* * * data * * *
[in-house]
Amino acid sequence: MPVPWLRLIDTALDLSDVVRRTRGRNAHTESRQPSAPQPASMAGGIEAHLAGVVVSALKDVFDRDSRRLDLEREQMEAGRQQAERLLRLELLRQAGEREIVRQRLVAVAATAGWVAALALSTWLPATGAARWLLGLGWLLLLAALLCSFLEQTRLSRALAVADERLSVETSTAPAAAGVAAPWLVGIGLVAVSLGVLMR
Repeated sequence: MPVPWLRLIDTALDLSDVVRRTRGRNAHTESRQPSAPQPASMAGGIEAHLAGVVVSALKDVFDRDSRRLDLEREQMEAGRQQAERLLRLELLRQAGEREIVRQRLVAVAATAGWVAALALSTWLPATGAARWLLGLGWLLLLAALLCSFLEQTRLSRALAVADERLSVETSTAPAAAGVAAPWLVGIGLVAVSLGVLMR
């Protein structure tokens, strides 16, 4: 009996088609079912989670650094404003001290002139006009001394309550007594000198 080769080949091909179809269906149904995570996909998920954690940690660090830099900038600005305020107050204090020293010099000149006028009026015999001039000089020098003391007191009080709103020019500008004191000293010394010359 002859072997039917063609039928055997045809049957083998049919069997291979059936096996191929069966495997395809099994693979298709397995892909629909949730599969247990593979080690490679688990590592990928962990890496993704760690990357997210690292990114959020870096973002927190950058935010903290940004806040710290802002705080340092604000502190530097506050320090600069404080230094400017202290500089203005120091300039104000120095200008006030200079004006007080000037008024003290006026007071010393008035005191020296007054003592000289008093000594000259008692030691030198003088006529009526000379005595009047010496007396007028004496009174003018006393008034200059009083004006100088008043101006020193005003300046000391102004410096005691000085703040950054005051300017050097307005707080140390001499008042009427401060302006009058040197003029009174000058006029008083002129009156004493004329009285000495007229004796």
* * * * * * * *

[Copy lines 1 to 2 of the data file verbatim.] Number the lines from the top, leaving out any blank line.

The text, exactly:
[in-house]
Amino acid sequence: MPVPWLRLIDTALDLSDVVRRTRGRNAHTESRQPSAPQPASMAGGIEAHLAGVVVSALKDVFDRDSRRLDLEREQMEAGRQQAERLLRLELLRQAGEREIVRQRLVAVAATAGWVAALALSTWLPATGAARWLLGLGWLLLLAALLCSFLEQTRLSRALAVADERLSVETSTAPAAAGVAAPWLVGIGLVAVSLGVLMR